Botanic Gardens grows and gets a forest to call its own

ST VIDEO: MELODY ZACCHEUS
ST VIDEO: MELODY ZACCHEUS
Tanglin Secondary School students Casey Lim and Muhammad Nabil Ali joining PM Lee on the Canopy Web yesterday at the SPH Walk of Giants, an elevated boardwalk that is part of the Botanic Gardens' new Learning Forest. The forest will be a new zone for
Tanglin Secondary School students Casey Lim and Muhammad Nabil Ali joining PM Lee on the Canopy Web yesterday at the SPH Walk of Giants, an elevated boardwalk that is part of the Botanic Gardens' new Learning Forest. The forest will be a new zone for the conservation of rare flora.ST PHOTO: LIM YAOHUI
Prime Minister Lee Hsien Loong speaking at the official opening of the Learning Forest, a new conservation core of the Singapore Botanic Gardens, on March 31, 2017.
Prime Minister Lee Hsien Loong speaking at the official opening of the Learning Forest, a new conservation core of the Singapore Botanic Gardens, on March 31, 2017.ST PHOTO: LIM YAOHUI
Prime Minister Lee Hsien Loong planting Singapore Kopsia (Kopsia singapurensis) tree at the Learning Forest of Singapore Botanic Gardens on March 31, 2017.
Prime Minister Lee Hsien Loong planting Singapore Kopsia (Kopsia singapurensis) tree at the Learning Forest of Singapore Botanic Gardens on March 31, 2017.ST PHOTO: LIM YAOHUI
PM Lee Hsien Loong and Mr Lawrence Wong, Minister for National Development and Second Minister for Finance, at the opening of Singapore Botanic Gardens Learning Forest on March 31, 2017.
PM Lee Hsien Loong and Mr Lawrence Wong, Minister for National Development and Second Minister for Finance, at the opening of Singapore Botanic Gardens Learning Forest on March 31, 2017.ST PHOTO: LIM YAOHUI
Prime Minister Lee Hsien Loong on the elevated walkway at the Keppel Discovery Wetlands in the Learning Forest of Singapore Botanic Gardens on March 31, 2017.
Prime Minister Lee Hsien Loong on the elevated walkway at the Keppel Discovery Wetlands in the Learning Forest of Singapore Botanic Gardens on March 31, 2017. ST PHOTO: LIM YAOHUI
Mass tree planting at the Keppel Discovery Wetlands in the Learning Forest of Singapore Botanic Gardens on March 31, 2017.
Mass tree planting at the Keppel Discovery Wetlands in the Learning Forest of Singapore Botanic Gardens on March 31, 2017. ST PHOTO: LIM YAOHUI

Learning Forest made accessible to public with rope beds, boardwalks

For more than 100 years, a wild swampy forest with towering trees grew right next to the Botanic Gardens. Few ventured into the dense marsh.

Now, anyone can walk in the shadows of the giant sentinels with the help of boardwalks, and even lie across a rope bed to gaze into the green canopy above.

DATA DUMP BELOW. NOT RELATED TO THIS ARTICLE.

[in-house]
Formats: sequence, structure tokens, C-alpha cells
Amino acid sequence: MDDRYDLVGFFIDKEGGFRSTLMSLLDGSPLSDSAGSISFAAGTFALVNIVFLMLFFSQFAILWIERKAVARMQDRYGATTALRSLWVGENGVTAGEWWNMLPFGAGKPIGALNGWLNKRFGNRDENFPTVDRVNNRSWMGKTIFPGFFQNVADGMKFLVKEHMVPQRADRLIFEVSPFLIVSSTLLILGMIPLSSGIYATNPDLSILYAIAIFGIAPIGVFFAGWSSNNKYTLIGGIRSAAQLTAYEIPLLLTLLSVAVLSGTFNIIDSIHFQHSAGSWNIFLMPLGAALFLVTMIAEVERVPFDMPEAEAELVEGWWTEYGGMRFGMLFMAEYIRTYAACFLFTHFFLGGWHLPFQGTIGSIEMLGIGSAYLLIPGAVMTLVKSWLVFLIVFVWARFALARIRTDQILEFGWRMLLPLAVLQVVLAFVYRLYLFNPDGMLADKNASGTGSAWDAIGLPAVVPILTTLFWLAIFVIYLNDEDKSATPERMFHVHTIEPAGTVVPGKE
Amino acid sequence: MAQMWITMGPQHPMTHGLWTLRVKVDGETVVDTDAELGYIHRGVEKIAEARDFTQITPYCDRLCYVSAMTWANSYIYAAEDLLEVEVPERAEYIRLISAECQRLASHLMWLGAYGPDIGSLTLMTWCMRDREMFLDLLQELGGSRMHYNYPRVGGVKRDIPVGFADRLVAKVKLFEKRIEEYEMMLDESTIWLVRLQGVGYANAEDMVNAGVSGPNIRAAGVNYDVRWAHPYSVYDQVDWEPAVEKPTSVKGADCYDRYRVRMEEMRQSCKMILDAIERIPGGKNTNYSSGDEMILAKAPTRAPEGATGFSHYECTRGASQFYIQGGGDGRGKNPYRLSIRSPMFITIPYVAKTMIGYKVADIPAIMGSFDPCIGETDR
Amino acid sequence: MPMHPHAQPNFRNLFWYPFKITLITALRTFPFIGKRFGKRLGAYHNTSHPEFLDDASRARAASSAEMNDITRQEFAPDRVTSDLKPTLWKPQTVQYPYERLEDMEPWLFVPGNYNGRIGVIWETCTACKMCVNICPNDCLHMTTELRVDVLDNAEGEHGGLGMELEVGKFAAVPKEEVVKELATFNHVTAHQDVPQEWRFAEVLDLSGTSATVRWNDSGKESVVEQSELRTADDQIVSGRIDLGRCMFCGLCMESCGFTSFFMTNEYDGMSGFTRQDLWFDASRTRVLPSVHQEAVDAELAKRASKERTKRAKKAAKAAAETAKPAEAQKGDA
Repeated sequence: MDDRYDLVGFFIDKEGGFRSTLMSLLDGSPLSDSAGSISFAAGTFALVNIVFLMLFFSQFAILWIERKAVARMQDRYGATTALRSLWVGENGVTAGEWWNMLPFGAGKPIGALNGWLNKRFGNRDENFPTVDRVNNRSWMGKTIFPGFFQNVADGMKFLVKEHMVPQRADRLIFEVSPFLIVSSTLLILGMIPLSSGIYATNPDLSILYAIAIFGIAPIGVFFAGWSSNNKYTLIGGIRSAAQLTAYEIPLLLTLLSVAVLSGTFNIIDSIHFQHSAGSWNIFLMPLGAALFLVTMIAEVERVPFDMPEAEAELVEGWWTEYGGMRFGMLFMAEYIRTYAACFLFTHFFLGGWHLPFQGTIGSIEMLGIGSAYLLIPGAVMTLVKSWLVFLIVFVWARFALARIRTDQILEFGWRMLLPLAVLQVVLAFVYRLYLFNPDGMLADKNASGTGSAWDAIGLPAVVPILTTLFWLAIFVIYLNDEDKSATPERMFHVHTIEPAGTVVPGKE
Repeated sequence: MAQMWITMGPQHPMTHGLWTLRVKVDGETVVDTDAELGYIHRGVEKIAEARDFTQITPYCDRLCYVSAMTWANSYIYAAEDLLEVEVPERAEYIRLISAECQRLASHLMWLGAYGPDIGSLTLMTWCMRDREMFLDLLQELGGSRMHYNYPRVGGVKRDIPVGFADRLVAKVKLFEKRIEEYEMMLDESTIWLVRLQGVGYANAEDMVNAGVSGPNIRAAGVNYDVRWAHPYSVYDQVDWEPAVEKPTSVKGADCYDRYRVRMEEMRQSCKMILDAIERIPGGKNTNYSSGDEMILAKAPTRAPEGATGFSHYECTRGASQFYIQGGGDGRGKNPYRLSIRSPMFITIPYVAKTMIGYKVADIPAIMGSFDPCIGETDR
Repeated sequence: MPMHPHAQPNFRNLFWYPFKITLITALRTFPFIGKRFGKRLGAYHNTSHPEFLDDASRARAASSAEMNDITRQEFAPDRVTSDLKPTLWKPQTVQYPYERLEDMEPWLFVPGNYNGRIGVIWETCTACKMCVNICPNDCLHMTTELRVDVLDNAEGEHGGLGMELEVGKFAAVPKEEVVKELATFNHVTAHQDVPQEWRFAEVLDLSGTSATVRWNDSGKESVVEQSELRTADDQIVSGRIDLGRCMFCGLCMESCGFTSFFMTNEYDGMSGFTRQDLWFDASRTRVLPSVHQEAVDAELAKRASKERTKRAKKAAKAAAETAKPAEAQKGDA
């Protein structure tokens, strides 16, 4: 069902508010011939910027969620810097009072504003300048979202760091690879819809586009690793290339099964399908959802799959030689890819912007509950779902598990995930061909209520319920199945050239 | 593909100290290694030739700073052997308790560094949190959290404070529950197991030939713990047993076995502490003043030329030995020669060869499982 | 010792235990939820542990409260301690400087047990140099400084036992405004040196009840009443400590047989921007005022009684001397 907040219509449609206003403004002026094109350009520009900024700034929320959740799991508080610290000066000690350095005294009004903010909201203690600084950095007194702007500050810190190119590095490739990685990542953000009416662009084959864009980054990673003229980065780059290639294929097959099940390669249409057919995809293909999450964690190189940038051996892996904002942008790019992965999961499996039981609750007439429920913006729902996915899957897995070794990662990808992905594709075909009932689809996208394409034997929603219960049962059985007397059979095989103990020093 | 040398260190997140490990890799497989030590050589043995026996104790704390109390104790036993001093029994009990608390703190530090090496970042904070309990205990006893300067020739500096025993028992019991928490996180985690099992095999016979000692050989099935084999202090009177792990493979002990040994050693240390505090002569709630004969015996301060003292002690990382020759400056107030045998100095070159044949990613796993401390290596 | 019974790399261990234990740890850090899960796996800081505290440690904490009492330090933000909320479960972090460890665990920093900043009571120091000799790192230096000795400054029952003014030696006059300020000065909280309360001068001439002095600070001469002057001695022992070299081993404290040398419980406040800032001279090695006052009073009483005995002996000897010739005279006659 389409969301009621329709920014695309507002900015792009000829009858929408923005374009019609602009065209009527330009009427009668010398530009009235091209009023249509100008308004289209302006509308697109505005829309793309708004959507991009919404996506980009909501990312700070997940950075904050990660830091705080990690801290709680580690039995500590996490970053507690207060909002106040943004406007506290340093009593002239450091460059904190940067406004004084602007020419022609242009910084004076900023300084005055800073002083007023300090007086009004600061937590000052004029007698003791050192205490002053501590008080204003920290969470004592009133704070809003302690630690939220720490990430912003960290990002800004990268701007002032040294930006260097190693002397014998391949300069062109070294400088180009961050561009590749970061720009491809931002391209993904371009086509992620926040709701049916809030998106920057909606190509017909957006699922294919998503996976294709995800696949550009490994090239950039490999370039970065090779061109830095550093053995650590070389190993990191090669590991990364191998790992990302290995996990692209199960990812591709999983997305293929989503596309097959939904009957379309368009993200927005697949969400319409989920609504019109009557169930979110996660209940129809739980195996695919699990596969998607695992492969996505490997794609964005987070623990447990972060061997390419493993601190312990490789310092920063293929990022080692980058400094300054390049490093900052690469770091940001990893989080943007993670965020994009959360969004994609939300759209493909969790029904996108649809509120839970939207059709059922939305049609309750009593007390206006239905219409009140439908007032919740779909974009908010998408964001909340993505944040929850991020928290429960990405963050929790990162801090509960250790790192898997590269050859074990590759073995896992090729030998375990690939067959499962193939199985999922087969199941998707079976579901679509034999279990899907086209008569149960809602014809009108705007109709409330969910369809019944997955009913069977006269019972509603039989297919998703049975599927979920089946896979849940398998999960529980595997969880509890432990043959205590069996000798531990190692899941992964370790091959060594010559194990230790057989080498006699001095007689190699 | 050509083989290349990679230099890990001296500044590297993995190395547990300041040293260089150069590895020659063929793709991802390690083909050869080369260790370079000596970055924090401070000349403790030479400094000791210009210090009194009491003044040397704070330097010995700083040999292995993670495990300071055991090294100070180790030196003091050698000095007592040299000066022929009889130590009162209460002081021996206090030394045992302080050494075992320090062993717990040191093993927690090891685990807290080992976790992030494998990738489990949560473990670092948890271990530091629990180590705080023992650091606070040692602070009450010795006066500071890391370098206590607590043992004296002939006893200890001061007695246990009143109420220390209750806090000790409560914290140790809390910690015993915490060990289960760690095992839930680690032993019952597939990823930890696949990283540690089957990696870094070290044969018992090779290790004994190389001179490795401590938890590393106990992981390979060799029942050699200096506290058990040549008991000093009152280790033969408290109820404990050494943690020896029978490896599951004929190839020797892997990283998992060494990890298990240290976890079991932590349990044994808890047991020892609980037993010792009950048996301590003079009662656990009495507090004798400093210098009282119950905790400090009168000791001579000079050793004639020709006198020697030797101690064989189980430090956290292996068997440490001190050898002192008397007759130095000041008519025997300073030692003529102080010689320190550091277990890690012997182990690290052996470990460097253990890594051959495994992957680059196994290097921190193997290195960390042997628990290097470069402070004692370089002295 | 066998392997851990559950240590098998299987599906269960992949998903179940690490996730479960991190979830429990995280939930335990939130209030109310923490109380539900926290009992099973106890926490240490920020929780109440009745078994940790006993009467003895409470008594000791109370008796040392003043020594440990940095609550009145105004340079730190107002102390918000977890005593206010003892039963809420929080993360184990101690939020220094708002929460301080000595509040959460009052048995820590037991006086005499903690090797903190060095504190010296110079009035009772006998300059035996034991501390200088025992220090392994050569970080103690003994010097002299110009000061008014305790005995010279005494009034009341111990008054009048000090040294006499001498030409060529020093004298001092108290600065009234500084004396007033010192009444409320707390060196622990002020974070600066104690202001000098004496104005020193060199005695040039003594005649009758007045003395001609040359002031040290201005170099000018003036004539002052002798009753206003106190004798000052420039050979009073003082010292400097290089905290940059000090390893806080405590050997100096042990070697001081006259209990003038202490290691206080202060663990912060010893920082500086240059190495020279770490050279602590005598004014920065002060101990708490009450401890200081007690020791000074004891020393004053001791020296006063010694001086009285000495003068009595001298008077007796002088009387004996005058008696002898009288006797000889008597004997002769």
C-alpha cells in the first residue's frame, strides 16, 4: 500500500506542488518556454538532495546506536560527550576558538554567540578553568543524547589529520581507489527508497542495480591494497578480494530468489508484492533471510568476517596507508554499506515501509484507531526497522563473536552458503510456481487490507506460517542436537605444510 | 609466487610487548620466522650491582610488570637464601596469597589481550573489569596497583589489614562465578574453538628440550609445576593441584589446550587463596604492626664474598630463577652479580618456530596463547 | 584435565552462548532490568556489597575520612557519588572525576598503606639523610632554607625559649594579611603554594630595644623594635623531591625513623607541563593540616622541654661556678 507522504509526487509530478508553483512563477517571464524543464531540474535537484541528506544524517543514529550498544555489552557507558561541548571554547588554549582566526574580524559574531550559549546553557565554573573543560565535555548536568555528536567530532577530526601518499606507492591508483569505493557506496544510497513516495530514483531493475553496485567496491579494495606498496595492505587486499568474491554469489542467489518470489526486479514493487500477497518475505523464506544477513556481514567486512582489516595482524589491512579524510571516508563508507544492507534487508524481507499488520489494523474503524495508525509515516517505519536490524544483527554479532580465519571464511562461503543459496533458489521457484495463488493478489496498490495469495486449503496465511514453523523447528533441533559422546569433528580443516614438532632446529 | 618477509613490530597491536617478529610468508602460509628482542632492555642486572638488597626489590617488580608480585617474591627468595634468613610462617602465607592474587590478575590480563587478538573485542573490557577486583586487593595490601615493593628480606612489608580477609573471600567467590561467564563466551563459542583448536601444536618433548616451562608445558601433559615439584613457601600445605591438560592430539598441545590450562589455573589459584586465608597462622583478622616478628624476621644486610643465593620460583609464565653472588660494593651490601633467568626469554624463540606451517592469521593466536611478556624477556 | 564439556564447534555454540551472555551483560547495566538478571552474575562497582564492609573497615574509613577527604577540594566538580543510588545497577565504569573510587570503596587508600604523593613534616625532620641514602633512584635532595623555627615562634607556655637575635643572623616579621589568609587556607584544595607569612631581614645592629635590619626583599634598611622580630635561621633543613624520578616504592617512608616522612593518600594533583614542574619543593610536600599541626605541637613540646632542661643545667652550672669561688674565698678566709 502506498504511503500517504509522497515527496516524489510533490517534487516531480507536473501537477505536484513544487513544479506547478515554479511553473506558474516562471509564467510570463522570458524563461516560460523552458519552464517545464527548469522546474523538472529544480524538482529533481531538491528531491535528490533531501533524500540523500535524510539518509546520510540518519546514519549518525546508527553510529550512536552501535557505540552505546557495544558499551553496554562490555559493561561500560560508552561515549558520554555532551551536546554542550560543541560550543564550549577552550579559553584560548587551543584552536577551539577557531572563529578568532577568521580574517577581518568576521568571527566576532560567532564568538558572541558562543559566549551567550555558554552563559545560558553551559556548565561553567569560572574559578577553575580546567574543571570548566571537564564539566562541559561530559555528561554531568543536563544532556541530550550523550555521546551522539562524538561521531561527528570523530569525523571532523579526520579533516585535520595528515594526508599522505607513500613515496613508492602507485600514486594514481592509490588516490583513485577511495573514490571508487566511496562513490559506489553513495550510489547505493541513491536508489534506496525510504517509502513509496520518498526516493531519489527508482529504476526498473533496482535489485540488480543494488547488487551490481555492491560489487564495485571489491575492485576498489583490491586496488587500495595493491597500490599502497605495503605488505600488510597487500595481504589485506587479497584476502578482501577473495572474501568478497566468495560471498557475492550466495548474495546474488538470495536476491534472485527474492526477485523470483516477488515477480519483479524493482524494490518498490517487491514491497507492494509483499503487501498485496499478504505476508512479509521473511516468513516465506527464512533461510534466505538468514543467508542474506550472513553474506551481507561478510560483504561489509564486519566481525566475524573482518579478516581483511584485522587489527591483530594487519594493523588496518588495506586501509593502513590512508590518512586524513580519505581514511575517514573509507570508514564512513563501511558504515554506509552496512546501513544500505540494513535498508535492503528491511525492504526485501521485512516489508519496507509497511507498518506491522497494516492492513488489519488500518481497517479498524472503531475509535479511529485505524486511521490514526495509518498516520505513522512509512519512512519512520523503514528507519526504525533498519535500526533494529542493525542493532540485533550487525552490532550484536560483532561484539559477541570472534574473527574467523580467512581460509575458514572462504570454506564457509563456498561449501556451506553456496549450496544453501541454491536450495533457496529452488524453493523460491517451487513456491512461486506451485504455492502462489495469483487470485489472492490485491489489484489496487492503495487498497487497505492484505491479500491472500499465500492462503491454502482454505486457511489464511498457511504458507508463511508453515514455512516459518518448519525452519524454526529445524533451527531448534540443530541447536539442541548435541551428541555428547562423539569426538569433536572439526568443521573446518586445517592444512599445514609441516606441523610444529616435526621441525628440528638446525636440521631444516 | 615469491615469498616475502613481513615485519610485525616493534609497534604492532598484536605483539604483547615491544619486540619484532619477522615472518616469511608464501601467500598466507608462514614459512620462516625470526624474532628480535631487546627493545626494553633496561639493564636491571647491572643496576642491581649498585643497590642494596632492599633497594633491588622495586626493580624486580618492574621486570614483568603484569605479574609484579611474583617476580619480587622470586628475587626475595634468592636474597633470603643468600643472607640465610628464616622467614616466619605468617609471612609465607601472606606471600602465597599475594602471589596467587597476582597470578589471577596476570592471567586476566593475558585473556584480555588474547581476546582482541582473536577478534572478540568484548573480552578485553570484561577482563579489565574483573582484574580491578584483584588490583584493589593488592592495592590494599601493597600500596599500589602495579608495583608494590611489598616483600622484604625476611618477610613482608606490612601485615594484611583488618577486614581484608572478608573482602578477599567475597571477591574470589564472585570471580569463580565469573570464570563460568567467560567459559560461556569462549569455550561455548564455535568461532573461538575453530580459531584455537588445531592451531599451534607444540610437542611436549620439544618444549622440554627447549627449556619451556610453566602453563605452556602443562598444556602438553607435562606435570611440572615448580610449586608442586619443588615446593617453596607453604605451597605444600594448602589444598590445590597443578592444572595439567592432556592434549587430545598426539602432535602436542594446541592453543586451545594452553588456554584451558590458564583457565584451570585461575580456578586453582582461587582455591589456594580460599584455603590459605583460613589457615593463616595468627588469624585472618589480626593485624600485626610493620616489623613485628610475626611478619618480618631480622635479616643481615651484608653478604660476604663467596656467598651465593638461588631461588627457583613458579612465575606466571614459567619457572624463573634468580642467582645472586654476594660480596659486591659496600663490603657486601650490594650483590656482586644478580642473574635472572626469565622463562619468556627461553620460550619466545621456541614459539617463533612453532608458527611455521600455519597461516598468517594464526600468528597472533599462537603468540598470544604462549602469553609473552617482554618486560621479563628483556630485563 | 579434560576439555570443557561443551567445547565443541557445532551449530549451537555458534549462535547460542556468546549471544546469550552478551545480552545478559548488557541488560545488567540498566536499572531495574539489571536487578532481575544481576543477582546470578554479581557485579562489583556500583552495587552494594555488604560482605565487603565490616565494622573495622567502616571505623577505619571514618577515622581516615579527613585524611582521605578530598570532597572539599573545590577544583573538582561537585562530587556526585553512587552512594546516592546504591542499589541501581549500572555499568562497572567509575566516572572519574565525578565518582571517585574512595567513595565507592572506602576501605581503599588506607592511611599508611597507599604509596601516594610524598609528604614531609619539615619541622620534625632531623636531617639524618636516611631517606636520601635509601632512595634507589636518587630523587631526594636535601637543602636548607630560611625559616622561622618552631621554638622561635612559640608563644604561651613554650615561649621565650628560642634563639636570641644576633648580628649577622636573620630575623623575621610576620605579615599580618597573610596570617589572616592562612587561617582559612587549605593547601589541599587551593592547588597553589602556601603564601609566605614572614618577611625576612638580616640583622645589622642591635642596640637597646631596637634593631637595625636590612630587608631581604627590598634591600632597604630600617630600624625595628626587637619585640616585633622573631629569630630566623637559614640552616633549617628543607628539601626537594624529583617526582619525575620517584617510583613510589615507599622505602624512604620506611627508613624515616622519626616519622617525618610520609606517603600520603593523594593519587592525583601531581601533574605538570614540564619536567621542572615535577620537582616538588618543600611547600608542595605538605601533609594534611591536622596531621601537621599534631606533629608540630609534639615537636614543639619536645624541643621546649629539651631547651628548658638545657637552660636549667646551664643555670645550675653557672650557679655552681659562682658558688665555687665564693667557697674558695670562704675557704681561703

Prime Minister Lee Hsien Loong yesterday opened the Jurassic Park-like forest, which will now be part of a larger Botanic Gardens - making it the first botanic garden in the world to incorporate freshwater wetlands and lowland forest.

It is also the only place in Singapore where the public can experience the two habitats together.

Called the Learning Forest, the $30 million project, 21/2 years in the making, will be a new zone for the conservation of rare flora. It is now home to 700-plus species of plants, up from 100 originally.

It could also take some pressure off the inscribed heritage core of the Gardens, which was named a Unesco site in 2015, by spreading visitors across the larger space and creating a buffer against urban developments nearby. The size of 15 football fields, the 10ha Learning Forest more than doubles the rainforest area in the Gardens to 16ha.

Mr Lee said the new attraction builds on the 158-year-old Gardens' legacy of conservation and improvement. He noted: "Planting a garden or forest is the work of decades. Today, the tall trees you see around us are decades, sometimes centuries old. Many of the trees in the Learning Forest are still young. But gradually, year by year, they will grow and mature. In the fullness of time, they will enrich our natural heritage."


PM Lee and Mr Lawrence Wong, Minister for National Development and Second Minister for Finance, at the boardwalk at the SPH Walk of Giants in the Learning Forest of Singapore Botanic Gardens on March 31, 2017. ST PHOTO: LIM YAOHUI


Leung Zhi Ying (left) from Nanyang Girls' High School sharing plants information with Prime Minister Lee Hsien Loong at the Botanists' Boardwalk in the Keppel Discovery Wetlands at the Learning Forest on March 31, 2017. The plant between them is the Ridley's Bamboo (Gigantochloa ridleyi). ST PHOTO: LIM YAOHUI

The National Parks Board (NParks) took reference from 19th century maps and geological surveys to shape the space.

Within it lie giant pandans, pulai trees with swollen buttress roots and sandy banks lined with pelawan trees. The forest is also a refuge for animals commonly found in the freshwater wetland ecosystem, such as the Malayan box terrapin, crab-eating frog and stork-billed kingfisher.


PM Lee walking with Mr Kenneth Er, CEO of NParks, at Keppel Discovery Wetlands in the Learning Forest on March 31, 2017. ST PHOTO: LIM YAOHUI


Mass tree planting at the Keppel Discovery Wetlands in the Learning Forest of Singapore Botanic Gardens on March 31, 2017.  ST PHOTO: LIM YAOHUI

 

NParks founding chief executive and Gardens by the Bay CEO Tan Wee Kiat told The Straits Times that most botanic gardens in the world are shrinking or closing. He said: "In this case, not only are we expanding, but we are enriching it with a habitat that was here that has a wealth of species that you won't find outside of South-east Asia."

The Learning Forest also has the approval of Nature Society president Shawn Lum, who said it has added diversity to the Gardens while increasing public awareness.

A version of this article appeared in the print edition of The Straits Times on April 01, 2017, with the headline 'Botanic Gardens grows and gets a forest to call its own'. Print Edition | Subscribe